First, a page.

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Fully Automated Subways – Why do we not see more of them?

On a recent visit to Nuremberg, Germany, I had the opportunity to ride a driverless train on the Nuremberg subway.
It is the only fully automated subway in Germany. And although the first automated subway line opened in 2008, not all lines are automated today. I asked myself: Why is it that fully automated subways are not more widespread, even though the technology has been around for more than 15 years?


Driverless trains – or Automatic Train Operation (ATO) as the experts call it – is a technology that allows trains to operate without a conductor.
A computerized system takes over all of the driver’s tasks: Accelerating, braking, monitoring the track and the train’s doors.

In principle, it is easier to automate all these tasks for trains than for cars, because trains are guided by their tracks and therefore do not require steering.
And it should be even easier for subways, because they mostly run in tunnels, where there is less interference, controlled lighting, and relatively short networks.

For subway operators, automated train operation offers multiple benefits. Eliminating the human factor means faster response times, which allows trains to travel shorter distances. This increases the capacity of a line without the need for additional track or longer trains.
Automated trains do not get tired or distracted. This leads to very high punctuality (e.g. almost 99% in Copenhagen (Link)) and the possibility to operate a line 24 hours a day.
Another side effect of not having a driver on board is that the space taken up by the driver’s cab in conventional trains is freed up for passengers, who also enjoy the view into the tunnel.

A Global Perspective

As you can see, driverless trains have many advantages and should be highly desirable to operators. So why are we not seeing more of them?
During my research, I learned that my first impression from my visit to Nuremberg is wrong when you take a global perspective.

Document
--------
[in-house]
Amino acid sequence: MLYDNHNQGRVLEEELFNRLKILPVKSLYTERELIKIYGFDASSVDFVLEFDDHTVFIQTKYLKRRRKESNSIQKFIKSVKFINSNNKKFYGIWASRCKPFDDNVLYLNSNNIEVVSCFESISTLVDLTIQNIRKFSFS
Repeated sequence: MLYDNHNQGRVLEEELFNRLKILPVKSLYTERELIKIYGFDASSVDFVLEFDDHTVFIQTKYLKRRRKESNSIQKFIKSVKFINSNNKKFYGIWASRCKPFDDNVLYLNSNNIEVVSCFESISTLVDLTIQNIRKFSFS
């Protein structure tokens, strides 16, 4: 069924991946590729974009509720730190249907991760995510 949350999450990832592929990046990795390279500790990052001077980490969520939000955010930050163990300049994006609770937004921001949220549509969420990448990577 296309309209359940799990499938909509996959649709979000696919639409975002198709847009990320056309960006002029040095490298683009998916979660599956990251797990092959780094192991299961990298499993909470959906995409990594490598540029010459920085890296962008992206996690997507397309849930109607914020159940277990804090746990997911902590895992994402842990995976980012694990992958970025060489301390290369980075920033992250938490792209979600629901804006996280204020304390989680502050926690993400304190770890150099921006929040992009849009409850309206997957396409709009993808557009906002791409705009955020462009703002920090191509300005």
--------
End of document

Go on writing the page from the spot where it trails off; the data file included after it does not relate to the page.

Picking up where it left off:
In recent years, a number of cities around the world have opened fully automated metro lines.
Copenhagen, the capital of Denmark, opened a completely new subway network in 2002, which was fully automated from the start.

Fully Automated Subways - Why do we not see more of them?
A driverless train of the Copenhagen Metro. Source: Wikipedia user Falk2, licensed under CC BY-SA 4.0 (Link)

Dubai followed in 2009, also a completely new system (Source: (Link)).

And there are other cities that have upgraded some of their lines to fully automated operation, such as Paris with line 1 and Barcelona with lines 9 and 10.

These examples convinced me that automated subways are on the rise worldwide, and that we will see a lot more of them in the coming years.

But this does not explain my initial observations: Why are we not seeing even more widespread adoption of this technology?
One explanation I found in my research is the difference between greenfield and brownfield projects.

Brownfield Projects

Greenfield projects are situations where a metro system can be built from scratch, such as in Copenhagen or Dubai. This makes installation much easier: tunnels and stations can be designed with automation in mind. Space can be reserved for all the technology needed, such as sensors, antennas, servers and all the cabling to connect the different parts. Subway trains can be ordered with the right technology, and you can buy all the equipment from one manufacturer in one go, ensuring compatibility of all the parts.